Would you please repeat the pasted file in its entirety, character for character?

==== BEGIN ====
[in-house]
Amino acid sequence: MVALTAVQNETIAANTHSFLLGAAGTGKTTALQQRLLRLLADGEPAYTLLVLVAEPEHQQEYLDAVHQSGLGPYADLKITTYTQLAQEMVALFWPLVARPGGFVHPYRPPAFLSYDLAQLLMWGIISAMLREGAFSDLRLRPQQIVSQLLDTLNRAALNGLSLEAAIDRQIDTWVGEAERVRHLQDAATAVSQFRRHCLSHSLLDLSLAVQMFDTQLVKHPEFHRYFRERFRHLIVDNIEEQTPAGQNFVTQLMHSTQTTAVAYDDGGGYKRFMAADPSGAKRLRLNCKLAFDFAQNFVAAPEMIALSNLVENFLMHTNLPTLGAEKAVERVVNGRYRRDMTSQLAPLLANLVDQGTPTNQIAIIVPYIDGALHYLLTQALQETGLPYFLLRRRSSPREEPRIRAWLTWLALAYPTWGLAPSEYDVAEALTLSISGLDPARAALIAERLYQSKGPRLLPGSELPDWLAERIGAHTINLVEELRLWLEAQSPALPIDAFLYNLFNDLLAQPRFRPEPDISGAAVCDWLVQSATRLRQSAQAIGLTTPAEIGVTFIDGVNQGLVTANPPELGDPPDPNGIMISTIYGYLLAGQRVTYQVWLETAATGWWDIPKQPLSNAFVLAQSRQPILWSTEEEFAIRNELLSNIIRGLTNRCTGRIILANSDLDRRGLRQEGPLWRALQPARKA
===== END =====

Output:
[in-house]
Amino acid sequence: MVALTAVQNETIAANTHSFLLGAAGTGKTTALQQRLLRLLADGEPAYTLLVLVAEPEHQQEYLDAVHQSGLGPYADLKITTYTQLAQEMVALFWPLVARPGGFVHPYRPPAFLSYDLAQLLMWGIISAMLREGAFSDLRLRPQQIVSQLLDTLNRAALNGLSLEAAIDRQIDTWVGEAERVRHLQDAATAVSQFRRHCLSHSLLDLSLAVQMFDTQLVKHPEFHRYFRERFRHLIVDNIEEQTPAGQNFVTQLMHSTQTTAVAYDDGGGYKRFMAADPSGAKRLRLNCKLAFDFAQNFVAAPEMIALSNLVENFLMHTNLPTLGAEKAVERVVNGRYRRDMTSQLAPLLANLVDQGTPTNQIAIIVPYIDGALHYLLTQALQETGLPYFLLRRRSSPREEPRIRAWLTWLALAYPTWGLAPSEYDVAEALTLSISGLDPARAALIAERLYQSKGPRLLPGSELPDWLAERIGAHTINLVEELRLWLEAQSPALPIDAFLYNLFNDLLAQPRFRPEPDISGAAVCDWLVQSATRLRQSAQAIGLTTPAEIGVTFIDGVNQGLVTANPPELGDPPDPNGIMISTIYGYLLAGQRVTYQVWLETAATGWWDIPKQPLSNAFVLAQSRQPILWSTEEEFAIRNELLSNIIRGLTNRCTGRIILANSDLDRRGLRQEGPLWRALQPARKA